East elevation: The east elevation is of 12-bays with metal-framed, 9-light windows to both floors. A doorway exists to the ground floor of bay 1 with a quoined surround, 4-panel door, plain overlight, and a cornice above with decorative, vertical supports. A wide, bricked-up, vehicular opening exists to the ground floor of bays 4 and 5 and has a later inserted doorway with a metal door and grille that leads to a later inserted stair accessing the first floor. Two further, large vehicular openings exist to bays 9 and 10; that to the left has been blocked-up with breezeblocks. The two bays to the far right (north end) of the elevation rise to 3-storeys with second floor windows in the same style as those to the lower floors.

West elevation: This elevation has a number of blocked-up windows to the ground floor, but most of the bays retain their original windows, which share the same styling as those to the east elevation. To the right of centre is a shallow, 2-storey, single-bay projection with blocked-up openings and a door to the ground floor on the south side. Although its original use remains unknown, it could possibly have originally contained toilets or a stair.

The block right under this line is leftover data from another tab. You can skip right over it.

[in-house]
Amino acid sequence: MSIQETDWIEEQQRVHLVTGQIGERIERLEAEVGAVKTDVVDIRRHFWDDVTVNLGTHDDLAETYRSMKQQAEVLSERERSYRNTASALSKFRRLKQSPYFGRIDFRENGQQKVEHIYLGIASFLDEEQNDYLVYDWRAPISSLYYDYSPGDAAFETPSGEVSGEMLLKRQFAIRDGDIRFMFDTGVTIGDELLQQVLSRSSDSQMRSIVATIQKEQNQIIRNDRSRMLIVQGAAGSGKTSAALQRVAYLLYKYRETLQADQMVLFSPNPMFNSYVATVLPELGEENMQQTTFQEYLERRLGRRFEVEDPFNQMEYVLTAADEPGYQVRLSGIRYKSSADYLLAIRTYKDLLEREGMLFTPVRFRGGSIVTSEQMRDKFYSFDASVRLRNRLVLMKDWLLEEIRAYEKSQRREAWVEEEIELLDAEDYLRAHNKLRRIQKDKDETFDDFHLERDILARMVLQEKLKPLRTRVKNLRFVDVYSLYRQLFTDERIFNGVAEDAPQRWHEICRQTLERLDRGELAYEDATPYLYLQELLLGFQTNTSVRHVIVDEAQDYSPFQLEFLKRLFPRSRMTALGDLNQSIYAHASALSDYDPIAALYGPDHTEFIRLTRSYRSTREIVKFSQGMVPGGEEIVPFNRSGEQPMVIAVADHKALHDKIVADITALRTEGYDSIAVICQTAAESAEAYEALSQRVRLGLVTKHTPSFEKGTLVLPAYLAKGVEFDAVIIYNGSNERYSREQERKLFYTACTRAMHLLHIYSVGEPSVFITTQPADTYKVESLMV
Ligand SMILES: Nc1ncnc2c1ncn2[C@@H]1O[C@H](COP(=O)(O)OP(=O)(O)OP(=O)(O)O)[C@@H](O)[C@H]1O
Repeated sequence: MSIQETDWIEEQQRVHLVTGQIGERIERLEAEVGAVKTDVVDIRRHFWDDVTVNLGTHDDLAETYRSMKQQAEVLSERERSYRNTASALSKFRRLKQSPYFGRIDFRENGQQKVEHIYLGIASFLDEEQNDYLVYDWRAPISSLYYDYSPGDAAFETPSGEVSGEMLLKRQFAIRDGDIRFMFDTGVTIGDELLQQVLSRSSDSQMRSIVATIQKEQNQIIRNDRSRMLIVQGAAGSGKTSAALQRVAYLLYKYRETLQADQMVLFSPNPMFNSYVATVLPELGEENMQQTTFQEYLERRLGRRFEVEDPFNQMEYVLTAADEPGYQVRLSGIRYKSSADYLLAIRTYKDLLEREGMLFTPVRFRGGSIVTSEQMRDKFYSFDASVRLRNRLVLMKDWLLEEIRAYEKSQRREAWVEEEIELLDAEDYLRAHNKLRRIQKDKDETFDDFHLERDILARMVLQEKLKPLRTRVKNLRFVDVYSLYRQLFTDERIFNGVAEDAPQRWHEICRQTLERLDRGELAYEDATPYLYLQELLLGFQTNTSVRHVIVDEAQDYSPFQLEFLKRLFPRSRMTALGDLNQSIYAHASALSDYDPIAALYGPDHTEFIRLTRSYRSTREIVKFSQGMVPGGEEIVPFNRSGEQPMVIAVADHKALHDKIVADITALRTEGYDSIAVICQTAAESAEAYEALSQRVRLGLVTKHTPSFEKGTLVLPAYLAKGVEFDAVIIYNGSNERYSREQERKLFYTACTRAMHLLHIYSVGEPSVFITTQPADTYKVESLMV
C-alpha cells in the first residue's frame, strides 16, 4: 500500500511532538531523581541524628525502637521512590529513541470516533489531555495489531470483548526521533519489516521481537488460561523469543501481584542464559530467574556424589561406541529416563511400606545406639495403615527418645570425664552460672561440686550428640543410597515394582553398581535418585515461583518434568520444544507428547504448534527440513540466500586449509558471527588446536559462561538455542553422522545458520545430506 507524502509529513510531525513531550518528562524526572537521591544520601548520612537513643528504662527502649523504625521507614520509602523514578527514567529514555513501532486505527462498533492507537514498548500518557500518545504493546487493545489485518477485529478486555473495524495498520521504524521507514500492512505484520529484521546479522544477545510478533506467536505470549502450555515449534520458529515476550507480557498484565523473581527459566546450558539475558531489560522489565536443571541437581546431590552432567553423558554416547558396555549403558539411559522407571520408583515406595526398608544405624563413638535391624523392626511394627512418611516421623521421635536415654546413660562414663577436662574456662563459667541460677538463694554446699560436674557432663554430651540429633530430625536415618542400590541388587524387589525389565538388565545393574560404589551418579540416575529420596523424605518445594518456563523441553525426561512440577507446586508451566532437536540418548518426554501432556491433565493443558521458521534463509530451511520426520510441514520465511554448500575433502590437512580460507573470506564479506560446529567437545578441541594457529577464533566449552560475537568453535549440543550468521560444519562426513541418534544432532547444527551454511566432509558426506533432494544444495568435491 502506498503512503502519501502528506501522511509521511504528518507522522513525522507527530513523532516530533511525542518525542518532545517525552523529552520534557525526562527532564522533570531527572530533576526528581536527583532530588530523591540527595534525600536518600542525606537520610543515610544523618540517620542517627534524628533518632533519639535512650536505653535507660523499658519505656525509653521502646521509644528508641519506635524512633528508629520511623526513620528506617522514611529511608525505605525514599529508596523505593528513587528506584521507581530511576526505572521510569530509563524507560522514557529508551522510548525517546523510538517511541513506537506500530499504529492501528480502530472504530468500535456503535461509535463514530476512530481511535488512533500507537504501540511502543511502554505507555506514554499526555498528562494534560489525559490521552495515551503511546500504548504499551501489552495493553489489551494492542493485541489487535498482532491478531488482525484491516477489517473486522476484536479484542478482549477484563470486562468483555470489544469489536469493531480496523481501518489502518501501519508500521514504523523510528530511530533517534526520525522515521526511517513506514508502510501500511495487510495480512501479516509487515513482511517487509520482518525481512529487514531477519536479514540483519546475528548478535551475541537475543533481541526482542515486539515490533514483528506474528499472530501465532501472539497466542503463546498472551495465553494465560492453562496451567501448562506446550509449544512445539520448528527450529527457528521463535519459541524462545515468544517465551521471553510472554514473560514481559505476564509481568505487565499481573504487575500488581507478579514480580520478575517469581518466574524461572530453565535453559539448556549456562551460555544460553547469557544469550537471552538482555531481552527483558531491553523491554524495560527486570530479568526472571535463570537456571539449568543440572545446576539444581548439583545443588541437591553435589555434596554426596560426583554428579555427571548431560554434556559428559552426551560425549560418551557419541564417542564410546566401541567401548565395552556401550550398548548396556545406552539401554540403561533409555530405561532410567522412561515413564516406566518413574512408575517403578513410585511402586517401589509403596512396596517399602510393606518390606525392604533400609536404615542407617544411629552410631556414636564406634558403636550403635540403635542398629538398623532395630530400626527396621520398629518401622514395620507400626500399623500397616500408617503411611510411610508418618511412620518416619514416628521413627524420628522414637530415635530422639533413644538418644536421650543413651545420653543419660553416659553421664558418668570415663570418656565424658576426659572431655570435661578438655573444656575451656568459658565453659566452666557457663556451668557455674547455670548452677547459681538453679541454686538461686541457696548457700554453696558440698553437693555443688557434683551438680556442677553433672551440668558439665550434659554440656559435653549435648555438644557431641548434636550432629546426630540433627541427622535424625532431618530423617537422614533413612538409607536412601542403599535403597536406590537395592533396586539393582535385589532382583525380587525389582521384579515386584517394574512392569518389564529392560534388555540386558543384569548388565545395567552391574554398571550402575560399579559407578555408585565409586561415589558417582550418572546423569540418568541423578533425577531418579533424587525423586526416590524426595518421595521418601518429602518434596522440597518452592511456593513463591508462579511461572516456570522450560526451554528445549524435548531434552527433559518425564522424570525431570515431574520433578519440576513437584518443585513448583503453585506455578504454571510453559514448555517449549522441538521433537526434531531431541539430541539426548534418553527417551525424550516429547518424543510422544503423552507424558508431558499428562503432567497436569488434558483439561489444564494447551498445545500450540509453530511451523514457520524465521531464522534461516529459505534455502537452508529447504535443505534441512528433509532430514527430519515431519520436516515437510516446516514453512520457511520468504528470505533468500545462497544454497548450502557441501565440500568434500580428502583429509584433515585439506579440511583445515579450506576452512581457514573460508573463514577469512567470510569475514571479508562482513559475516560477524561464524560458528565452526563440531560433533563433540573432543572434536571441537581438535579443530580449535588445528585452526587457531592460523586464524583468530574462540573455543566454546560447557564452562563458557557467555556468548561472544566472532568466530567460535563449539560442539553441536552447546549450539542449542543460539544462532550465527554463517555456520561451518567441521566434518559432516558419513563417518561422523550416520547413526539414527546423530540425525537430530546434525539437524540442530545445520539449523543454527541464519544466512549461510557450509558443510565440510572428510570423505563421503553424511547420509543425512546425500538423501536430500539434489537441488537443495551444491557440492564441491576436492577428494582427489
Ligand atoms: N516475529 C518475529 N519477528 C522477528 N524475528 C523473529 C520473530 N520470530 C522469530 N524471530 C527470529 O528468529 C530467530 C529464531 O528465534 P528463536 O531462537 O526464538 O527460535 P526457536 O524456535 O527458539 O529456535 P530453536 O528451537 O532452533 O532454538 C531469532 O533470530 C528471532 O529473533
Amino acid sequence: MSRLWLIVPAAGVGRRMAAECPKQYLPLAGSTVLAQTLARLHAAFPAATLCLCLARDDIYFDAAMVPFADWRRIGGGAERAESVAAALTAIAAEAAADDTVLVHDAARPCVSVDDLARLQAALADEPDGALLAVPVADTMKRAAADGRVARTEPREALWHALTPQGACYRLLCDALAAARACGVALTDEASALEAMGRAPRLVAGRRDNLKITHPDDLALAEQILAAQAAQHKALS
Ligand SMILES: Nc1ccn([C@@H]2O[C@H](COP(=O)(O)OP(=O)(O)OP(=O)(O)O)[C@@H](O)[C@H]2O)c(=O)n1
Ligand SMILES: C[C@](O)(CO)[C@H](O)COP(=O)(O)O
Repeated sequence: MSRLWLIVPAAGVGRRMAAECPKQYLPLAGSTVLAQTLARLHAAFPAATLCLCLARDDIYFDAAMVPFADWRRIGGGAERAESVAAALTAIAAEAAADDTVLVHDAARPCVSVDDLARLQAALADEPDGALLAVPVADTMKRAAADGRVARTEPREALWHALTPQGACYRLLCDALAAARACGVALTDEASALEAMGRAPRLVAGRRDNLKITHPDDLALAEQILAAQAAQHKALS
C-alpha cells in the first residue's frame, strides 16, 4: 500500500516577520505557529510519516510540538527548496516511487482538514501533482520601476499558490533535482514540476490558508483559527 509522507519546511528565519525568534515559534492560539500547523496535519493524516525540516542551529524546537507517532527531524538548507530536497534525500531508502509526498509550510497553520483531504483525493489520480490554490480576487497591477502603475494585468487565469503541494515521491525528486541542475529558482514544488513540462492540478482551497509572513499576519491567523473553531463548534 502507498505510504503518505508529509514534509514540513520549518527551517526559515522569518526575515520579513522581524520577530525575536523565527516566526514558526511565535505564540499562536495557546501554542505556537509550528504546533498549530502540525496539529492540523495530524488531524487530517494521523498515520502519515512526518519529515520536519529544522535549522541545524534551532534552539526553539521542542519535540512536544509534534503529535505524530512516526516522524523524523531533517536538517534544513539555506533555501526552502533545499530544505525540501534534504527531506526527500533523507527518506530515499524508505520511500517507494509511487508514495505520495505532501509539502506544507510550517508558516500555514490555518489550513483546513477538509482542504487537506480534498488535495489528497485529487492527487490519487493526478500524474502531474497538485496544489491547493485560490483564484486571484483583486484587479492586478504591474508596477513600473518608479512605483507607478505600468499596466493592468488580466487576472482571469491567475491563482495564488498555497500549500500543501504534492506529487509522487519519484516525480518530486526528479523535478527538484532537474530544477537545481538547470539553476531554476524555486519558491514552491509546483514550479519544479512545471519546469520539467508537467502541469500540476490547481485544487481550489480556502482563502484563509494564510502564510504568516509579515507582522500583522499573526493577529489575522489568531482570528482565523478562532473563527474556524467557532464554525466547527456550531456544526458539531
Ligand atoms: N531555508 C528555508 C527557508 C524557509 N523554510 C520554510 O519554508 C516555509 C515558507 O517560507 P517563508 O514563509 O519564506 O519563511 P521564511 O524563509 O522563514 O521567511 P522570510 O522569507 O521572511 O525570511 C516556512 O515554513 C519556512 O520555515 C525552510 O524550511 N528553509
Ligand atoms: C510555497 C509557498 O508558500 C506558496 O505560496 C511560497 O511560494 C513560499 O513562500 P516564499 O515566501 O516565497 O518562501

Rear (north) elevation: The rear elevation is of 3-bays; the two bays to the left are of 3-storeys, whilst the right bay is of 2-storeys with a lean-to roof. To the ground floor of the left bay is a bricked-up window that retains its original lintel, and to the right bay is a doorway that appears to have lost its original surround and has a replaced door. Windows in the same style as those to the side elevations exist to the first floor of the outer bays and the second floor of the two left bays.